US 2061980 A
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Nov. 24, 1936; J. PRICE HEAT EXCHANGER Filed Dec. 10, 1931 2 Sheets-Sheet 1 INVENTOR ATTORNEYS Nov. 24, 1936. J, PRICE 2,061,980
' HEAT EXCHANGER Filed Dec. 10, 1931 I 2 Sheets$heet 2 INVENTOR Patented Nov. 24, 1936 UNITED STATES PATENT OFFICE HEAT EXCHANGER Delaware Application December 10, 1931, Serial No. 580,071
2 Claims. (Cl. 257-239) This invention relates to heat exchangers of the type in which a plurality of tubes are placed in a containing shell and which are commonly known as shell-and-tube or surface type heat 5 exchangers.
This type of heat exchanger is used principally in transferring heat between two liquids, such as in oil refining operations and'the like, and in transferring heat between a liquid and a gas as,
for example, in steam power plants and indus- I trial establishments. When used for transferring heat between two liquids, one liquid is passed through the shell of the exchanger and comes in contact with the outside surfaces of the tubes andthe other liquid is passed through the tubes, and the transfer of heat between the liquids takes place through the walls of the tubes.
the gas or vapor is usually passed into the shell and the liquid forced through the tubes.
Inthe particular form of shell-and-tube orsurface type of heat exchanger with which this invention is concerned, the tube bundle is secured at each end in a tube sheet and means are provided within the shell containingthe tube bundle .for conducting the fluid so that it makes two or more passes through the tube bundle before being discharged.
Inasmuch as the tubes are usually made of a 3 different metal then the shell and normally operate at a temperature different from that of the shell, the relative thermal expansion between the tubes and the shell must be compensated for. To this end, one end of the tube bundle is anchored at its tube sheet to the shell, while the other end of the tube bundle and its tube sheet is supported so as to allow it to move bodily within the shell in response to thermal expansion or contraction Also, the floating head is of a diameter sufficiently small to permit ready removal of the entire tube 50 bundle as a unit, including the tubes and both tube sheets, for purposes of repair and periodic cleaning, especially when oil and other viscous liquids are used therein. In order to effectively seal the connection be- 65 tween the floating tube sheetand the cap of the In trans ferring heat between a liquid and gas or vapor,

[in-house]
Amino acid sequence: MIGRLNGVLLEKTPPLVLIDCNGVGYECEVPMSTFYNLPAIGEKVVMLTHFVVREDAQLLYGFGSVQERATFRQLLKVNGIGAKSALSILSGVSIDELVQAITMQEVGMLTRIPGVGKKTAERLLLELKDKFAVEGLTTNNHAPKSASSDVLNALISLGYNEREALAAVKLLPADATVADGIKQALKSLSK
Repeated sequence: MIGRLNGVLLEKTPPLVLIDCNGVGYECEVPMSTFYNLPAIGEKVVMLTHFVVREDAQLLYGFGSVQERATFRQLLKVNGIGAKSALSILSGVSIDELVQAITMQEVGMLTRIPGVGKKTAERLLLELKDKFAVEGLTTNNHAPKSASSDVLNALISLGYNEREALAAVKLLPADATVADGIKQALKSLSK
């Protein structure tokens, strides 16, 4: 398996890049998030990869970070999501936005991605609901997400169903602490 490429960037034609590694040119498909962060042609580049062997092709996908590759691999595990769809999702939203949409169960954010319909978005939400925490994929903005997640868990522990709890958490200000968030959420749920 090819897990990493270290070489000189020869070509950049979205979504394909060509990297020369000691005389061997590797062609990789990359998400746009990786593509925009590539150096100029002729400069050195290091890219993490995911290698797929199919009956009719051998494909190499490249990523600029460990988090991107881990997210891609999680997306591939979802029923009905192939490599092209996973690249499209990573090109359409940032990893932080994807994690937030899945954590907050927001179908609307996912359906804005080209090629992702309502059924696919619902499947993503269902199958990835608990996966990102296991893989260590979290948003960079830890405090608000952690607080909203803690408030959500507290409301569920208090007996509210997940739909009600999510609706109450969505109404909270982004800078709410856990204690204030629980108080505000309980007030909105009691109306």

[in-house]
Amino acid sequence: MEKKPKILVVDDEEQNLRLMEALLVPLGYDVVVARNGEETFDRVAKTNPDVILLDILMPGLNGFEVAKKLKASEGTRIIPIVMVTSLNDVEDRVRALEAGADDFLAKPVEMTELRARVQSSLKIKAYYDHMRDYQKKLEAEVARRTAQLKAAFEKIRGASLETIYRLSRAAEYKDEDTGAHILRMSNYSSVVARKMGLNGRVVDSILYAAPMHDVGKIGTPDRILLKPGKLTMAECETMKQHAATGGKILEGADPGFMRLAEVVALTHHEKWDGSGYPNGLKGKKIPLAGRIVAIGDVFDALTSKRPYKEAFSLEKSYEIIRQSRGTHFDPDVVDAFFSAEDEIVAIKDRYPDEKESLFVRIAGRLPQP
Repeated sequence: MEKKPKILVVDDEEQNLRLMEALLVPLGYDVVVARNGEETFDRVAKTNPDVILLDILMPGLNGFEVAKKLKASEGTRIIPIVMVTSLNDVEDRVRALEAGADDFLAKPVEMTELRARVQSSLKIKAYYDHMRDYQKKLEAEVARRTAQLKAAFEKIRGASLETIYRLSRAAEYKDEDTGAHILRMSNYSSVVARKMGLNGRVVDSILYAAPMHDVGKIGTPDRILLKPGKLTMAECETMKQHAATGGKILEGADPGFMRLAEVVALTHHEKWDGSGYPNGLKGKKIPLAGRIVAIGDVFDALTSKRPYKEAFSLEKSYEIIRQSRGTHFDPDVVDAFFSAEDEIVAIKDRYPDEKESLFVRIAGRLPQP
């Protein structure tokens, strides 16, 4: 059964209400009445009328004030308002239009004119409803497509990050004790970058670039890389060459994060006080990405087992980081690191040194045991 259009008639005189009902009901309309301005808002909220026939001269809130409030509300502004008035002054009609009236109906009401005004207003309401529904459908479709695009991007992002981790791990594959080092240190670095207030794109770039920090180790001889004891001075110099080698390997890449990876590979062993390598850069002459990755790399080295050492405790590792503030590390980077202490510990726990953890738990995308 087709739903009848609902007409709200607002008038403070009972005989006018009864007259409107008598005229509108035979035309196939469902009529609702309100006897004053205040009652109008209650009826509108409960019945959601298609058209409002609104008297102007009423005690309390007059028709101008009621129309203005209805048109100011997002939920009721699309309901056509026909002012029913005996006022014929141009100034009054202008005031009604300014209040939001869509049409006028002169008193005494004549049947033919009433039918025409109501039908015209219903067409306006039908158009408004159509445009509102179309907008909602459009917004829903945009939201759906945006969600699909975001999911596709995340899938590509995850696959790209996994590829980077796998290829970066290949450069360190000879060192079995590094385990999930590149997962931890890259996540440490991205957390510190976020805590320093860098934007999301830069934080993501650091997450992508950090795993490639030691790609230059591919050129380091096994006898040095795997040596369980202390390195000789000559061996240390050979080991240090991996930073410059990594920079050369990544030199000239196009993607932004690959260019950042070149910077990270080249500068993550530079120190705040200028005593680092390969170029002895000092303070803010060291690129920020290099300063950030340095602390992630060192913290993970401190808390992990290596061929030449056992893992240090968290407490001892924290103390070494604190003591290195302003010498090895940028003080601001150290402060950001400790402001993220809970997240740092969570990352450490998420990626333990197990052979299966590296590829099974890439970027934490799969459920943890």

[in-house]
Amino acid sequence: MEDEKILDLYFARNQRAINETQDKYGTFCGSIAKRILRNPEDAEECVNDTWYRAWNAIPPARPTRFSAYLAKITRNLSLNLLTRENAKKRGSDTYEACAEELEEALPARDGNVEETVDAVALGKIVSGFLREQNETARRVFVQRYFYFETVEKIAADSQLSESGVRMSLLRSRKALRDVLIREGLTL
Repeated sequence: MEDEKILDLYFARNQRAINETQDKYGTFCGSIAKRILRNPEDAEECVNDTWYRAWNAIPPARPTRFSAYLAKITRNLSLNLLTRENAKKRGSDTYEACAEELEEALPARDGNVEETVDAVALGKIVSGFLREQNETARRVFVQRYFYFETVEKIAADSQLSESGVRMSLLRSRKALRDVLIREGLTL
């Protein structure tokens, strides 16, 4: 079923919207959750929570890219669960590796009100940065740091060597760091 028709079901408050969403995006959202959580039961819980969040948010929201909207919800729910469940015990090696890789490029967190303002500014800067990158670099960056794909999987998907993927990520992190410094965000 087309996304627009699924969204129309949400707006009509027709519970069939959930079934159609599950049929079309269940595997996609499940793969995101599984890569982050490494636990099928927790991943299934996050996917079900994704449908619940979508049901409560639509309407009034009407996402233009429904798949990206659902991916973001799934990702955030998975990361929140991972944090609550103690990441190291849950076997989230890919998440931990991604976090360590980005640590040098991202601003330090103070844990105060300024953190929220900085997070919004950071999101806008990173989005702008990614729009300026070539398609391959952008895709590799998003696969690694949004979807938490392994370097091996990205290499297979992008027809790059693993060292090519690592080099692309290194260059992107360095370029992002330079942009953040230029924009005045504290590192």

floating head, a very tight joint between them must be provided. It has been common practice heretofore to employ clamping devices which hold the cap and the floating tube sheet securely together and yet may be released readily to enable 5 the heat exchanger to be readily disassembled for cleaning and removing and replacing tubes and the like. These clamping devices usually include various kinds of so-called sectional rings to enable ready disassembling of the floating head and lo these have been found to be generally satisfactory, except that the sectional clamping rings have a tendency to cock, rotate, or cant about the inner periphery of the tube sheet, which they are intended to clamp squarely and securely to the 15 cap, when the clamping means, such as bolts, are tightened down.
It is the principal object of this invention to provide a heat exchanger in which the floating tube sheet is clamped securely and squarely to 20 the cap of the floating head without the use of sectional rings or other clamping means which are subject to misalignment caused by cooking or canting with respect to the floating tube sheet.
In accordance with this object, the heat exchanger includes a tube bundle having tube sheets at each end, one tube sheet being anchored to the shell in the usual way, and the other tube sheet being arranged to float in the shell to accommodate relative thermal expansion between the tubes and shell. The cap, into which one portion of the tubes discharges and which redirects the fluid into another portion of the tubes, engages with its rim the outer face of the floating tube sheet and the floating tube sheet is held against the cap rim in clamping relation by a plurality of separate spaced clamping elements anchored to the cap and having a head or other lateral extension or hook overlying the edge of the floating tube sheet for clamping it to the cap llm.